While those masks do protect healthcare workers from pathogens, wearing one can make it difficult to breathe. The plastic can also fog up, obscuring a workers' face nearly as much as a standard surgical mask would.

There's also the added issue of the disposable masks contributing to the world's already massive plastic waste problem.
To create a see-through face mask without those shortcomings, the Swiss scientists eschewed the standard material — plastic — in favor of one they created themselves using a technique called "electrospinning," which uses electric forces to create thin polymer fibers.

In the finished material, the polymer fibers are just 100 nanometers apart from one another — that's the same distance as the threads in a conventional surgical mask, meaning the Swiss team's see-through face mask is just as breathable and protective as its cloth counterpart.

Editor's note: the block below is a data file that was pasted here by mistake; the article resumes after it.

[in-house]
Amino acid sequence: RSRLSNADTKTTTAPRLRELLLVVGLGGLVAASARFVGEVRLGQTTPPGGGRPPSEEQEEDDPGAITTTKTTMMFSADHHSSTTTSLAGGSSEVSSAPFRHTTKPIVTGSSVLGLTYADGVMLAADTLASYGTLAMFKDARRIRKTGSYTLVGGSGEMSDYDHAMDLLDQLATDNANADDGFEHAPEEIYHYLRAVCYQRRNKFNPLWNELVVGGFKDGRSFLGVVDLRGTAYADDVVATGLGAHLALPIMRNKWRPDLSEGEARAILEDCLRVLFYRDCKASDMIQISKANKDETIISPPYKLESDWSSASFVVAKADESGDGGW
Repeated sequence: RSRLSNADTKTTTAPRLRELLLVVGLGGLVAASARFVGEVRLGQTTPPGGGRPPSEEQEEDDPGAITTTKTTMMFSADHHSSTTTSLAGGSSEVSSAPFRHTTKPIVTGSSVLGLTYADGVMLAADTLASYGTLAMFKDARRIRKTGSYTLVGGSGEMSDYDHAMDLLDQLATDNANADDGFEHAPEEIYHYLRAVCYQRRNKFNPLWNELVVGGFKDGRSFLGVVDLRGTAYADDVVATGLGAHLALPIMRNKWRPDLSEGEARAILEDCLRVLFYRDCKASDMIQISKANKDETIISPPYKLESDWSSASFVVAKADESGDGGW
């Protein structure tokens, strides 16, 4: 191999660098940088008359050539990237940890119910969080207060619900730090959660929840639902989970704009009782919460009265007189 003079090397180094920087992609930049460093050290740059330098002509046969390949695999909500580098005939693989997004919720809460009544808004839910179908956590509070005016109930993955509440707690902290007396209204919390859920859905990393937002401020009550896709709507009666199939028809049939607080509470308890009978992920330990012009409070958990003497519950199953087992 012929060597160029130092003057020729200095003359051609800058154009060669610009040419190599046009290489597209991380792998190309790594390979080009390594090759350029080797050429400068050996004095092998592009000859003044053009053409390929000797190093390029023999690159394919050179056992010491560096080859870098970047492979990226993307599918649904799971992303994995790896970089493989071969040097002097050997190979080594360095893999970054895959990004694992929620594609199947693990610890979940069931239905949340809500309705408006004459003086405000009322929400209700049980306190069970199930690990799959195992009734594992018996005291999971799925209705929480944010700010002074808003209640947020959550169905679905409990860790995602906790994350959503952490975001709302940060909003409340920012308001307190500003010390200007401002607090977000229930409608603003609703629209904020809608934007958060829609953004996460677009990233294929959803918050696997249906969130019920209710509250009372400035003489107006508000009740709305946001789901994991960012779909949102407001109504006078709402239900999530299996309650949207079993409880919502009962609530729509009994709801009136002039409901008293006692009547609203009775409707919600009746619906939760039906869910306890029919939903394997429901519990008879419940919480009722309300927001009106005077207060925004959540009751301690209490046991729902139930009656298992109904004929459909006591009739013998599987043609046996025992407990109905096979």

Transparency isn't the HelloMask's only advantage over the standard surgical mask, either.

"Our material is made (...) 99% from a biomass derivative," Pelet said in the news release, "and we'll keep working on them until they're completely eco-friendly."

According to Pelet, the current demand for face masks due to the coronavirus pandemic made it easy for the startup to secure its first round of funding, raising more than $1 million.

The startup is now shifting its focus to mass producing HelloMasks, with the goal of having the see-through face mask ready to sell to healthcare workers in early 2021 — and potentially, for long after the COVID-19 pandemic is over.

"Empathy and trust are proven to have a positive impact on a patient's wellbeing and recovery," Pelet said in a press release. "A smile and a look can often speak more powerfully than words. HelloMask makes that possible."

We'd love to hear from you! If you have a comment about this article or if you have a tip for a future Freethink story, please email us at [email protected].

Up Next

If you want to understand a problem, talk to the people working on solutions. Join us as we meet the people and explore the ideas on the frontlines of an unprecedented global response.